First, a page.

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XANES



X-ray Absorption Near Edge Structure (XANES) is a type of absorption spectroscopy.

XANES data indicate the absorption peaks due to the photoabsorption cross section in the X-ray Absorption Spectra (XAS) observed in the energy region, extending over a range of about 100 eV, between the edge region and the EXAFS region. Here the XANES spectroscopy and its applications in these last 26 years is described. XANES is also known as NEXAFS (Near Edge X-ray Absorption Fine Structure) when applied to surface and molecular science and it is described elsewhere.

XANES has to be distinguished from edge and EXAFS spectroscopy. The first difference concerns the energy range above the absorption edge.

Additional recommended knowledge

Contents

ENERGY RANGE

Edge energy range

In the absorption edge region of metals, the photoelectron is excited to the first unoccupied level above the Fermi level. Therefore its mean free path in a pure single crystal at zero temperature is as large as infinite, and it remains very large, increasing the energy of the final state up to about 5 eV above the Fermi level. Beyond the role of the unoccupied density of states and matrix elements in single electron excitations, many-body effects appear as an "infrared singularity" at the absorption threshold in metals.

In the absorption edge region of insulators the photoelectron is excited to the first unoccupied level above the chemical potential but the unscreened core hole forms a localized bound state called core exciton.

EXAFS energy range

 

The fine structure in the x-ray absorption spectra in the high energy range extending from about 150 eV beyond the ionization potential is a powerful tool to determine the atomic pair distribution (i.e. interatomic distances) with a time scale of about 10-15 s. In fact the final state of the excited photoelectron in the high kinetic energy range (150-2000 eV ) is determined only by single backscattering events due to the low amplitude photoelectron scattering.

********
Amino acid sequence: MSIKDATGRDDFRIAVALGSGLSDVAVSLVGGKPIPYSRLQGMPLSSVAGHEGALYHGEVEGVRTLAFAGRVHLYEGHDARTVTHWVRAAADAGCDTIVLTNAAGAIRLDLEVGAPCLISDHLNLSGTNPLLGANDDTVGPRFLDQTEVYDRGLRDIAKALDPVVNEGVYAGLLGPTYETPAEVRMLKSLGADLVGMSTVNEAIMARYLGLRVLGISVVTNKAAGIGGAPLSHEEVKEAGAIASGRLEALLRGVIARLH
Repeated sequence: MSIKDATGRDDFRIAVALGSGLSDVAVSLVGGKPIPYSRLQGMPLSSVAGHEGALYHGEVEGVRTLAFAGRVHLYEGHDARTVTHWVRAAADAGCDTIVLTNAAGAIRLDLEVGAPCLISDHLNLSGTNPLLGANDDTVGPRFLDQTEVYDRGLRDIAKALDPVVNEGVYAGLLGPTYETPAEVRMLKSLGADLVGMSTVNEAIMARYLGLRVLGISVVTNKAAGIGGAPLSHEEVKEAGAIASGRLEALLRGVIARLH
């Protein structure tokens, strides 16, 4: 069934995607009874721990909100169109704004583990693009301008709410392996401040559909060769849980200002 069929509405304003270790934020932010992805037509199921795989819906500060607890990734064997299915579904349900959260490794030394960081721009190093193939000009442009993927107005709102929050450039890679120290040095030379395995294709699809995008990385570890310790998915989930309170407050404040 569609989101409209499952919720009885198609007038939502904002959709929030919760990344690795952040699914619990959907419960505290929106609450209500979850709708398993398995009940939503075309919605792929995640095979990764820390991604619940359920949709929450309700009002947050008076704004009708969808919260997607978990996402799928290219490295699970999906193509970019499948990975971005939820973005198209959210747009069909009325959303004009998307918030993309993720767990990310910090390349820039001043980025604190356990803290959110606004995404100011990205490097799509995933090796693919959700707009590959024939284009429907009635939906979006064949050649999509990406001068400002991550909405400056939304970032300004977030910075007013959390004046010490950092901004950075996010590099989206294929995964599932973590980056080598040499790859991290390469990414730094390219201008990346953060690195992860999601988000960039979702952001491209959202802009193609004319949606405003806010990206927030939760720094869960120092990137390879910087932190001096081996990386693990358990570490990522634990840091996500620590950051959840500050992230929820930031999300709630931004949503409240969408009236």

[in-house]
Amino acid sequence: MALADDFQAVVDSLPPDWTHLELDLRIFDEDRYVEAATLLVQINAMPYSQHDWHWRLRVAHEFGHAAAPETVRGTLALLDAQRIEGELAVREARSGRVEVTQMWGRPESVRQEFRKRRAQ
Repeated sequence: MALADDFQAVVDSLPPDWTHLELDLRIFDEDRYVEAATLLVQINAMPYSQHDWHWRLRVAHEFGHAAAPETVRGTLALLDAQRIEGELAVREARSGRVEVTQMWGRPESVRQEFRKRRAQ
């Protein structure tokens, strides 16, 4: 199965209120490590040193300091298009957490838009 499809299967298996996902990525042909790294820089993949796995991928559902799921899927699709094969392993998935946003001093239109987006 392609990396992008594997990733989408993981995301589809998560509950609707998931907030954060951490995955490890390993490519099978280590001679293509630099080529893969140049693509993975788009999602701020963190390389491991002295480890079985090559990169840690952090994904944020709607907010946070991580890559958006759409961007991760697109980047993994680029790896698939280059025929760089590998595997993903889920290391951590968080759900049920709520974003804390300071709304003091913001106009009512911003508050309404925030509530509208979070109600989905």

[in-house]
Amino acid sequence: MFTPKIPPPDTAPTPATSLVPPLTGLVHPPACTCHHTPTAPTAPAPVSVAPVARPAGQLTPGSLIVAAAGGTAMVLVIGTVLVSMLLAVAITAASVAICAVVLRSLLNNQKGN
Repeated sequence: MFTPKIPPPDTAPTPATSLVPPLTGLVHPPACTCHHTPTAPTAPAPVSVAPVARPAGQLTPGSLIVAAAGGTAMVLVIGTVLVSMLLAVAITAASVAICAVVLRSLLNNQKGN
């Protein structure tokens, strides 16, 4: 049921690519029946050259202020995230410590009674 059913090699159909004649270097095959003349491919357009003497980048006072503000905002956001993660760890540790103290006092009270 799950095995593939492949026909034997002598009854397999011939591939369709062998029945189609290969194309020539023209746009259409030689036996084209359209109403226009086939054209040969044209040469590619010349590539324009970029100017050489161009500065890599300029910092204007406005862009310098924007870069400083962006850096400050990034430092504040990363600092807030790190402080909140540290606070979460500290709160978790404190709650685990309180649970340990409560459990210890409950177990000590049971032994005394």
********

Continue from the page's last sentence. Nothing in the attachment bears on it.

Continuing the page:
XANES energy range

In the XANES region, starting about 5 eV beyond the absorption threshold, because of the low kinetic energy range (5-150 eV) the photoelectron backscattering amplitude by neighbor atoms is very large so that multiple scattering events become dominant in the XANES spectra.

The different energy range between XANES and EXAFS can be also explained in a very simple manner by the comparison between the photoelectron wavelength λ and the interatomic distance of the photoabsorber-backscatterer pair. The photoelectron kinetic energy is connected with the wavelength λ by the following relation:

E_{kinetic} = h\nu - E_{binding} = \hbar^{2}k^{2}/(2m) = (2\pi)^{2}\hbar^{2}/(2m\lambda^{2})

that means that for high energy the wavelength is shorter than interatomic distances and hence the EXAFS region corresponds to a single scattering regime; while for lower E, λ is larger than interatomic distances and the XANES region is associated with a multiple scattering regime.

FINAL STATES